# in the TensorFlow backend have a well-defined initial state.
# For further details, see:

treename = 'HZZ4LeptonsAnalysisReduced'
filename = {}
upfile = {}
params = {}
df = {}

# Define what are the ROOT files we are interested in (for the two categories,
# signal and background)

filename['sig'] = 'VBF_HToZZTo4mu.root'
filename['bkg_ggHtoZZto4mu'] = 'GluGluHToZZTo4mu.root'
filename['bkg_ZZto4mu'] = 'ZZTo4mu.root'

# Variables from Root Tree that must be copyed to PANDA dataframe (df)
VARS = [ 'f_run', 'f_event', 'f_weight', \
        'f_massjj', 'f_deltajj', 'f_mass4l', 'f_Z1mass' , 'f_Z2mass', \
        'f_lept1_pt','f_lept1_eta','f_lept1_phi', \
        'f_lept2_pt','f_lept2_eta','f_lept2_phi', \
        'f_lept3_pt','f_lept3_eta','f_lept3_phi', \
        'f_lept4_pt','f_lept4_eta','f_lept4_phi', \
        'f_jet1_pt','f_jet1_eta','f_jet1_phi', \
        'f_jet2_pt','f_jet2_eta','f_jet2_phi' ]

#checking the dimensions of the df , 26 variables
NDIM = len(VARS)

print("Number of kinematic variables imported from the ROOT files = %d"% NDIM)

upfile['sig'] =['sig'])
upfile['bkg_ggHtoZZto4mu'] =['bkg_ggHtoZZto4mu'])
upfile['bkg_ZZto4mu'] =['bkg_ZZto4mu'])
Number of kinematic variables imported from the ROOT files = 26

Let's see what you have uploaded in your Colab notebook!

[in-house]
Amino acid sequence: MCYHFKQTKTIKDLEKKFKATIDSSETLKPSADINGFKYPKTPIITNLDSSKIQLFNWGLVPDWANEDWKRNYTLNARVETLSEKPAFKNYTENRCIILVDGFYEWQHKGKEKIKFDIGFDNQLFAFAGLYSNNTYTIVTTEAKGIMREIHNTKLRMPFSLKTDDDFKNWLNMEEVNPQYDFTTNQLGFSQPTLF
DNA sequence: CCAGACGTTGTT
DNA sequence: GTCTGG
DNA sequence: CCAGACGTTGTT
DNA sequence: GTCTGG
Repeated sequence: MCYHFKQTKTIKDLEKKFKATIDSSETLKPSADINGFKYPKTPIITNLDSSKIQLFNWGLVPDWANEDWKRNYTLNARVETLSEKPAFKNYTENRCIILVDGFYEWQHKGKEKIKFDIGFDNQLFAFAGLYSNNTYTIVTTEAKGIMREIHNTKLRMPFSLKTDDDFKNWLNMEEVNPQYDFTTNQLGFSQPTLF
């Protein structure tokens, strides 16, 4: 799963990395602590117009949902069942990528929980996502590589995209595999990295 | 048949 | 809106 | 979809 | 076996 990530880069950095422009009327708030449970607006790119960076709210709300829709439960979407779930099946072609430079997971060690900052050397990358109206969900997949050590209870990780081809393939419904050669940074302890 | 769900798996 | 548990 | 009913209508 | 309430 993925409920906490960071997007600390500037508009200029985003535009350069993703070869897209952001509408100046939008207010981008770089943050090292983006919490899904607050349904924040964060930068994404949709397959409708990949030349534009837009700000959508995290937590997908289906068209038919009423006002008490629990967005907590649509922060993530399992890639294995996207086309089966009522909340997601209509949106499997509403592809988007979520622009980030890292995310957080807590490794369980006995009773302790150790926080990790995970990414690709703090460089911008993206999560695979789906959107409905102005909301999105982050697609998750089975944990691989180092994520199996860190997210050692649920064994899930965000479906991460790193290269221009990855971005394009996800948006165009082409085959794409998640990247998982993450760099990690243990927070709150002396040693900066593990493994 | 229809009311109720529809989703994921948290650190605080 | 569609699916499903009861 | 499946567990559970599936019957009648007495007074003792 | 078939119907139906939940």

# Look at the signal and bkg events before applying physical requirement

df['sig'] = pd.DataFrame(upfile['sig'][treename].arrays(VARS, library="np"),columns=VARS)
(24867, 26)

Comment: We have 24867 rows, i.e. 24867 different events, and 26 columns (whose meaning will be explained later).

Let's print out the first rows of this data set!


  • The first 2 columns contain information that is provided by experiments at the LHC that will not be used in the training of our Machine Learning algorithms, therefore we skip our explanation to the next columns.

  • The next variable is the f_weights. This corresponds to the probability of having that particular kind of physical process on the whole experiment. Indeed, it is a product of Branching Ratio (BR), geometrical acceptance and kinematic phase-space (generator level). It is very important for the training phase and you will use it later.

  • The variables f_massjj,f_deltajj,f_mass4l,f_Z1mass, and f_Z2mass are named high-level features (event features) since they contain overall information about the final-state particles (the mass of the two jets, their separation in space, the invariant mass of the four leptons, the masses of the two Z bosons). Note that the mZ2 mass is lighter w.r.t. the mZ1 one. Why is that? In the Higgs boson production (hypothesis of mass = 125 GeV) only one of the Z bosons is an actual particle that has the nominal mass of 91.18 GeV. The other one is a virtual (off-mass shell) particle.